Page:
c. Who, What, When, Where and Why
d. You are an artist painting a picture with words; you must immerse the reviewer into your community and its problems.

6. You didn’t shop around for the lowest prices

a. The Federal minimum guideline says that you should obtain two quotes. Remember to follow your local procurement policies and procedures.
b. Don’t ask for a Cadillac if a VW will do the job.
c. Reviewer’s hate ‘greedy’ departments. If you raise the ‘greedy flag,’ you will be denied or rejected. The request must be reasonable for your department and the problem you are asking for assistance with.

7. Not making a compelling case of financial need

a. You have to make a strong argument that you cannot afford to fund this activity (e.g., tax referendums were defeated, businesses moved out, bad crop years, etc.) State what funding events you tried and what success levels you attained, or didn’t attain. If you have applied before, say that you have done so and that although you have not been able to budget it in, you still have a great need for the equipment.
b. Keep your request in line with your agency size, personnel and the community you service.
c. They must know you are attempting to handle the problem yourselves, but are not able to keep pace.

8. Failing to check your work in the document

a. Do all your figures agree?
b. Have you left out an important detail?
c. Do you have spelling errors?
d. Have it proofread professionally before you push the submit button.

9. The grant fails to encourage collaborative efforts and interagency cooperation

a. Make sure you include this element in your grant. It will give you higher scores.
b. Place the header or sub header ‘Interagency Interoperability’ so it gets noticed.
c. Show that the stakeholders were involved in the process or that their concerns are being addressed.

10. You requested items which are low priority

a. Request items specifically stated to be receiving a high priority and stay away from the lower priority items.
b. Mixing higher priorities with lower priorities lowers your total overall score.

11. They ran out of money!

a. Too many applicants.
b. Not enough funding.
c. If you feel there isn’t anything wrong with your application, update it and resubmit next year.

Since each RFP is different and has its specific requirements becoming familiar with these guidelines from the very beginning makes the process run more quickly and smoothly and allows for a more successful outcome.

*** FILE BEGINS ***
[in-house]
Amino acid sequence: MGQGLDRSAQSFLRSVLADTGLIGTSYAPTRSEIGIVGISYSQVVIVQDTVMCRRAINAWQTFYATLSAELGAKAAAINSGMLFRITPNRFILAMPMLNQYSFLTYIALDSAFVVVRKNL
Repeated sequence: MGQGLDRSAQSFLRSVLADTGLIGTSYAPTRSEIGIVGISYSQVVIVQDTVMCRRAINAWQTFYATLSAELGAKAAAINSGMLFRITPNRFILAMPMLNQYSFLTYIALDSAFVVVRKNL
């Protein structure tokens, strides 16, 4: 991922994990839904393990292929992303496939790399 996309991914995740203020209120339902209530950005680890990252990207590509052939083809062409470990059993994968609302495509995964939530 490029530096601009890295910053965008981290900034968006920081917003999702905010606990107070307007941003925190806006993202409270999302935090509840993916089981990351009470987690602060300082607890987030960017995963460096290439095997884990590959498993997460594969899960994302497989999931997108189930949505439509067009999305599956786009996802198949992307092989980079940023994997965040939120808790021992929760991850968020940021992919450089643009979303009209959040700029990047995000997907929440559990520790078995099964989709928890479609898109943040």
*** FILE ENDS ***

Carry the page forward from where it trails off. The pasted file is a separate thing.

You should begin by reading the RFP several times, taking notes and/or highlighting specific requirements and deadlines. Use highlighters in multiple colors to help you take note of the required information if that is helpful

Basic questions that you need to answer based on information addressed in the RFP include:

  1. Is my organization eligible to apply? If you have a question about your agency’s eligibility, call the program contact and ask. You never want to invest time and resources in applying for funding only to discover that your agency was not eligible.
  2. What are the restrictions?
  3. How many grants will be awarded? Look at how many awards will be given and try to determine how many agencies may apply or have applied in the past. If only a small number of grants will be awarded for a given pool of money, your chances of getting that grant are greatly reduced. You may want to consider pursuing a different funding opportunity.
  4. What is the average monetary size of the grant? Will the award amount be large enough to fulfill your agency’s needs?
  5. Is my agency willing or able to comply with the rules of the RFP? Will you need to complete an evaluation of the program’s impact or effectiveness? Does your department or agency have the needed resources to meet any matching dollar requirements?
  6. What is the project period, or when does the grant begin and end?
  7. Who is the contact person to answer questions, and how do I contact that person?
  8. If funded, is there a possibility of continuing funding after the award period expires?
  9. Is there an application kit or package? The vast majority of federal grants use an on-line or E-grants application now.
  10. What is the proposal/application deadline?
  11. The individual preparing the application should be aware of this date and any other subsequent dates outlined in the RFP process in order to qualify and meet the deadlines.

Finding applicable grants or other funding for your agency is half the battle. Following the steps outlined above will put you well on your way.

We encourage any department or agency that is considering writing a grant to check our website for a listing of available grants as well as grant writing training classes.